High performance without compromise has been Apple’s mantra. Of course, when it comes to laptops, you can find devices that deliver “similar” performance for half the price, but you won’t be able to do an apple to apple comparison in terms of the user experience. Apple products differentiate themselves by their tight integration of hardware and software.

Apple has already taken the route of manufacturing its own chipsets for its iPhone and iPad line of products. In hindsight, that was a precursor to this move away from Intel. Apple executives have touted the iPad Pro replacing laptops as the workhorse. Apple sees the lines between iPads and MacBooks blurring in the future. This has been slower than expected due to declining demand for tablets in general, but Apple, nevertheless, is still hopeful of iPad’s place in personal computing.

Apple has likely been working on a processor for Macs since 2014. However, why now? Well, the grapevine has it that Intel’s buggy Skylake chips were the catalyst for this decision. If Apple, as a paying customer, spots as many bugs as Intel does, something’s got to give.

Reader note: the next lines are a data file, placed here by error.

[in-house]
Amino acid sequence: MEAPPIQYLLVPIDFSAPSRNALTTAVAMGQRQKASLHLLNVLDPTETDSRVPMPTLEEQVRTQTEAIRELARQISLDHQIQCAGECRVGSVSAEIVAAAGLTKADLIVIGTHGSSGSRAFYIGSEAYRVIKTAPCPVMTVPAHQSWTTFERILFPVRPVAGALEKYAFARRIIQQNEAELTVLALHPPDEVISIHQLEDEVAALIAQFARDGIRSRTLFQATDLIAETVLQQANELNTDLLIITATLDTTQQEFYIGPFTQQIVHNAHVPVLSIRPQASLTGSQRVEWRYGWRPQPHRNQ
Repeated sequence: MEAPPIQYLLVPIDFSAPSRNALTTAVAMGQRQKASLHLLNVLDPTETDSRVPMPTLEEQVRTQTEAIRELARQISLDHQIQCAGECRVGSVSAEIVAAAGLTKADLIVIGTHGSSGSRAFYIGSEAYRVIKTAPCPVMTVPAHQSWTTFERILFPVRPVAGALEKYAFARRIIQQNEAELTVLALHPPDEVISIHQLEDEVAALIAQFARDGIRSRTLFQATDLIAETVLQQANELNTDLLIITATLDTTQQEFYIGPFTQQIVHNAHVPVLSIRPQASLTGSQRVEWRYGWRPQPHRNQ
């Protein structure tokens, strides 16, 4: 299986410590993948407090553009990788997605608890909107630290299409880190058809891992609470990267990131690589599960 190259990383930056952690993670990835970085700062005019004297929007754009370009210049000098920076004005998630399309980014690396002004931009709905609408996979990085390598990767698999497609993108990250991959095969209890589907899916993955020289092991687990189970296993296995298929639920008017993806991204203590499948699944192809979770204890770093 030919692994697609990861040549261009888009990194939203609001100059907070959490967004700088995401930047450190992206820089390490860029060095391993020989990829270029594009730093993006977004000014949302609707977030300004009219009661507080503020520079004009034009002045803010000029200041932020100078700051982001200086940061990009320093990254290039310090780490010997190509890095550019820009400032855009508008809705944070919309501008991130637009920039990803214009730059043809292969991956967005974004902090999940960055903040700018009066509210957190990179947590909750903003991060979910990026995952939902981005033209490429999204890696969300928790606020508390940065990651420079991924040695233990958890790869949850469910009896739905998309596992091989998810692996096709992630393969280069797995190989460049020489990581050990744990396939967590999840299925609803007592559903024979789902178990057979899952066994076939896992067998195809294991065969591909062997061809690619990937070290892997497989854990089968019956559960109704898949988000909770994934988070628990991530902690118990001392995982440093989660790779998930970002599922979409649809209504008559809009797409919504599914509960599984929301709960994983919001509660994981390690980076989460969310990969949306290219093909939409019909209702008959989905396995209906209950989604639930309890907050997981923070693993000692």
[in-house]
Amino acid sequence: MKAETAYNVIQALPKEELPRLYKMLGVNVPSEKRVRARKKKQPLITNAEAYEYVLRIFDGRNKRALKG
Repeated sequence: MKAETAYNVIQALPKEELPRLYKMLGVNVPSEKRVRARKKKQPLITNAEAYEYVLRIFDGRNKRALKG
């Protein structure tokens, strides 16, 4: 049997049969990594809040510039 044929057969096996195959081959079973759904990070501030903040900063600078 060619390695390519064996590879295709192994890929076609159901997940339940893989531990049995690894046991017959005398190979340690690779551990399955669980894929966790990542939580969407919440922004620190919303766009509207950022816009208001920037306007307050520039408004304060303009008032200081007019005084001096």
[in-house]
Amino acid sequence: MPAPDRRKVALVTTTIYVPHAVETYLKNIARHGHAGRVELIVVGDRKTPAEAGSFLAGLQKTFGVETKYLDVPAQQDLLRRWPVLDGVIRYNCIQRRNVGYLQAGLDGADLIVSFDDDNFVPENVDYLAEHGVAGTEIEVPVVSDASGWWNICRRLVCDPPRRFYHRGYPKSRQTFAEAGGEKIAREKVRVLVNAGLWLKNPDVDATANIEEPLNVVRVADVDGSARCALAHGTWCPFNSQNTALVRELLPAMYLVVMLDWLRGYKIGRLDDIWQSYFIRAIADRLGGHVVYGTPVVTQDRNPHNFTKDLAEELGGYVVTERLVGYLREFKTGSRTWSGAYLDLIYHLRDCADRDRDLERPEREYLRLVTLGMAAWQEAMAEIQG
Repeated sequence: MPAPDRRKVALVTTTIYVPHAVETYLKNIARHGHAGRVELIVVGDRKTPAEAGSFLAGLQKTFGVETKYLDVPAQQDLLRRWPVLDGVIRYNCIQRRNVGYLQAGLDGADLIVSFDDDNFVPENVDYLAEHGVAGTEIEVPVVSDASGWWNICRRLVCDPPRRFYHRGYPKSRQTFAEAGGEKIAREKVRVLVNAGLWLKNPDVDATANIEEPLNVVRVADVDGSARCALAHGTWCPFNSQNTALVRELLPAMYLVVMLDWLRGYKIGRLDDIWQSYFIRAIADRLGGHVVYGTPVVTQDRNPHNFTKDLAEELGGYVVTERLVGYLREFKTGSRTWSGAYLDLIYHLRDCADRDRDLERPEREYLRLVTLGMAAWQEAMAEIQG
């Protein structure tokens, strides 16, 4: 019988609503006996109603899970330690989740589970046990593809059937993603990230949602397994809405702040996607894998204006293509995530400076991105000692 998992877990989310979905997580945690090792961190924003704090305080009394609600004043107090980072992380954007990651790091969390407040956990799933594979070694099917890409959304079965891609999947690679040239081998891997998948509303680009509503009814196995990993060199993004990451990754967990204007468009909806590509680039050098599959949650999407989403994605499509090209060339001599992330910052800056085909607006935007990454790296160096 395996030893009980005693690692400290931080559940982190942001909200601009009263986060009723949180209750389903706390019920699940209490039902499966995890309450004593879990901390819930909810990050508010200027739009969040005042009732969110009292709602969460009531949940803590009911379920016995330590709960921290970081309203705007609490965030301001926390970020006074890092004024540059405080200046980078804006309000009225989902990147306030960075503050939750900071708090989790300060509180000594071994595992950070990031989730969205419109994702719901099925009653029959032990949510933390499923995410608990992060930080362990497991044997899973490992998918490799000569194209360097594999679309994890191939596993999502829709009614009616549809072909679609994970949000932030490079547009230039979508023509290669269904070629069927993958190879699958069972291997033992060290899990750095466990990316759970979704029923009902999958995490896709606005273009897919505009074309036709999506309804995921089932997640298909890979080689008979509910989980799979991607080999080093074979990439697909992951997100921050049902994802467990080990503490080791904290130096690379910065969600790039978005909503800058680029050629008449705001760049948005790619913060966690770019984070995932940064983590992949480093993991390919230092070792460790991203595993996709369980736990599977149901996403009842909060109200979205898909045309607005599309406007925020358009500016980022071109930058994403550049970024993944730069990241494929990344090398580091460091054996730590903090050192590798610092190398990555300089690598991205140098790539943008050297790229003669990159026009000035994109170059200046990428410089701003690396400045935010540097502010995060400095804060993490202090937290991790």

Use cases for Apple Silicon

Apple sees its new processors being the better alternative than Intel’s, especially for compute-heavy tasks. These include tasks like machine learning, image and video processing, gaming, and cryptography.

Developers being early adopters and power users with the largest budget, Apple sees this segment as the one to benefit most from the improved performance. Whether it’s developers, data scientists, media creators, or gamers — there is a huge market for powerful personal computing devices.

Apple

What Apple Silicon means for developers

Many organizations and developers would groan at the thought of having to rebuild and refactor their applications at Apple’s command. However, this shift is inevitable as Apple pushes for better interoperability between iOS and Mac devices. More unified software delivery would eventually benefit app developers as they can build once and run anywhere — something that’s not possible now.